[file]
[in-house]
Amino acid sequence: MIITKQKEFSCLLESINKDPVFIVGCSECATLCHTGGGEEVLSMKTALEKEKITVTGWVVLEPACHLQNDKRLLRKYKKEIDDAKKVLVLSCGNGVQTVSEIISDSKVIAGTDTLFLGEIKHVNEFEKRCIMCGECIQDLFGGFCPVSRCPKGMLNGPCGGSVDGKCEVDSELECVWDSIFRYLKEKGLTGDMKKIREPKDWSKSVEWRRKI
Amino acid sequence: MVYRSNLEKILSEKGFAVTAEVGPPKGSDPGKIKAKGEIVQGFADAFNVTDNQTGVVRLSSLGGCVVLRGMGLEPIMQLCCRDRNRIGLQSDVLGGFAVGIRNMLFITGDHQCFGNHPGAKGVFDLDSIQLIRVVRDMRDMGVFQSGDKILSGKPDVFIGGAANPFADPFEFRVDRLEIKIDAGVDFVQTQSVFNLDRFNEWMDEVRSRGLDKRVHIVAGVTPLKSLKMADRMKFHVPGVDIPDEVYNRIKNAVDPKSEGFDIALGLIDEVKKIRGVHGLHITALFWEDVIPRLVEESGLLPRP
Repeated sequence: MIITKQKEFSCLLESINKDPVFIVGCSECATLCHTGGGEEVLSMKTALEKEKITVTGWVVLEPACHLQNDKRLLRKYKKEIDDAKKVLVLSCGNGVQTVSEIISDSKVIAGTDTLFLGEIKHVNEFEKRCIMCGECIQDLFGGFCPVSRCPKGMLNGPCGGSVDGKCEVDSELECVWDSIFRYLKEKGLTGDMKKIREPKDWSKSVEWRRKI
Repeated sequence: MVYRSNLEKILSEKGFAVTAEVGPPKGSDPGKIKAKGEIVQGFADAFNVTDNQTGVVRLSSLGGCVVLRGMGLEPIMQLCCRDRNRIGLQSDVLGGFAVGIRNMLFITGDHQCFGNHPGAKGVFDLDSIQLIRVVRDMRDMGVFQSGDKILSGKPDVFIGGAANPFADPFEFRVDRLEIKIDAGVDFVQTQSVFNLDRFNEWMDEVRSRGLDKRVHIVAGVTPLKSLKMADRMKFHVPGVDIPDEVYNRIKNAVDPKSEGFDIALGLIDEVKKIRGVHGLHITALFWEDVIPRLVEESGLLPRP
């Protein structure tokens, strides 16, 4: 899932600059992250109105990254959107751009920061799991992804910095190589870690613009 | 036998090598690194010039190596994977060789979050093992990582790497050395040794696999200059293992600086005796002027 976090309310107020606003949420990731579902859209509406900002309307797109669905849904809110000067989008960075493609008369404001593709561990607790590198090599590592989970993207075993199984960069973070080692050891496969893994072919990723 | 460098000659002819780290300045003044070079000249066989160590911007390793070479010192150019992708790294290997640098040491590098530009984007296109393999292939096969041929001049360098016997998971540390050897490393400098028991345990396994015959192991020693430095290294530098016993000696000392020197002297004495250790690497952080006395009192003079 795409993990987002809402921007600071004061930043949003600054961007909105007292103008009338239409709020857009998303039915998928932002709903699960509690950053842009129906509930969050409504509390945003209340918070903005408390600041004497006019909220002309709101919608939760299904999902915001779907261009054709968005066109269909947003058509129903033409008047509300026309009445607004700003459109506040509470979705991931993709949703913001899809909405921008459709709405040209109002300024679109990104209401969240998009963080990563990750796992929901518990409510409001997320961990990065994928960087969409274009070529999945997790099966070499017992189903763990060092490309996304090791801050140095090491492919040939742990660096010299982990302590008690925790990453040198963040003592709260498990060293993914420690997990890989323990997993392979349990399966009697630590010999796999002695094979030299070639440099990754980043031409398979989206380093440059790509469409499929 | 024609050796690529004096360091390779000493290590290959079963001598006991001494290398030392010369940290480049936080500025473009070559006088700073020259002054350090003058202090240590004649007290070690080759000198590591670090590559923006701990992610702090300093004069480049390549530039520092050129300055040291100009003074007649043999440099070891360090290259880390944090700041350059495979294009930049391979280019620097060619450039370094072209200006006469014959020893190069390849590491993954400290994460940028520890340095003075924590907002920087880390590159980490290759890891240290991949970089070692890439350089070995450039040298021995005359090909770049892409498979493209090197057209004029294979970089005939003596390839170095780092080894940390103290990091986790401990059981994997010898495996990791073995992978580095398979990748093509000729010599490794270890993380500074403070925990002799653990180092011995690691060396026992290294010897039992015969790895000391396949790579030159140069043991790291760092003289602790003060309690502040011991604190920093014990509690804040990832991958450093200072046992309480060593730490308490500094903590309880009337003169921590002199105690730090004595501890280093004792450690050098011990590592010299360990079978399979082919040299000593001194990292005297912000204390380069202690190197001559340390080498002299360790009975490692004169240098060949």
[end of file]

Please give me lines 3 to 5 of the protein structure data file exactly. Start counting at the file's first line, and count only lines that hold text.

Amino acid sequence: MVYRSNLEKILSEKGFAVTAEVGPPKGSDPGKIKAKGEIVQGFADAFNVTDNQTGVVRLSSLGGCVVLRGMGLEPIMQLCCRDRNRIGLQSDVLGGFAVGIRNMLFITGDHQCFGNHPGAKGVFDLDSIQLIRVVRDMRDMGVFQSGDKILSGKPDVFIGGAANPFADPFEFRVDRLEIKIDAGVDFVQTQSVFNLDRFNEWMDEVRSRGLDKRVHIVAGVTPLKSLKMADRMKFHVPGVDIPDEVYNRIKNAVDPKSEGFDIALGLIDEVKKIRGVHGLHITALFWEDVIPRLVEESGLLPRP
Repeated sequence: MIITKQKEFSCLLESINKDPVFIVGCSECATLCHTGGGEEVLSMKTALEKEKITVTGWVVLEPACHLQNDKRLLRKYKKEIDDAKKVLVLSCGNGVQTVSEIISDSKVIAGTDTLFLGEIKHVNEFEKRCIMCGECIQDLFGGFCPVSRCPKGMLNGPCGGSVDGKCEVDSELECVWDSIFRYLKEKGLTGDMKKIREPKDWSKSVEWRRKI
Repeated sequence: MVYRSNLEKILSEKGFAVTAEVGPPKGSDPGKIKAKGEIVQGFADAFNVTDNQTGVVRLSSLGGCVVLRGMGLEPIMQLCCRDRNRIGLQSDVLGGFAVGIRNMLFITGDHQCFGNHPGAKGVFDLDSIQLIRVVRDMRDMGVFQSGDKILSGKPDVFIGGAANPFADPFEFRVDRLEIKIDAGVDFVQTQSVFNLDRFNEWMDEVRSRGLDKRVHIVAGVTPLKSLKMADRMKFHVPGVDIPDEVYNRIKNAVDPKSEGFDIALGLIDEVKKIRGVHGLHITALFWEDVIPRLVEESGLLPRP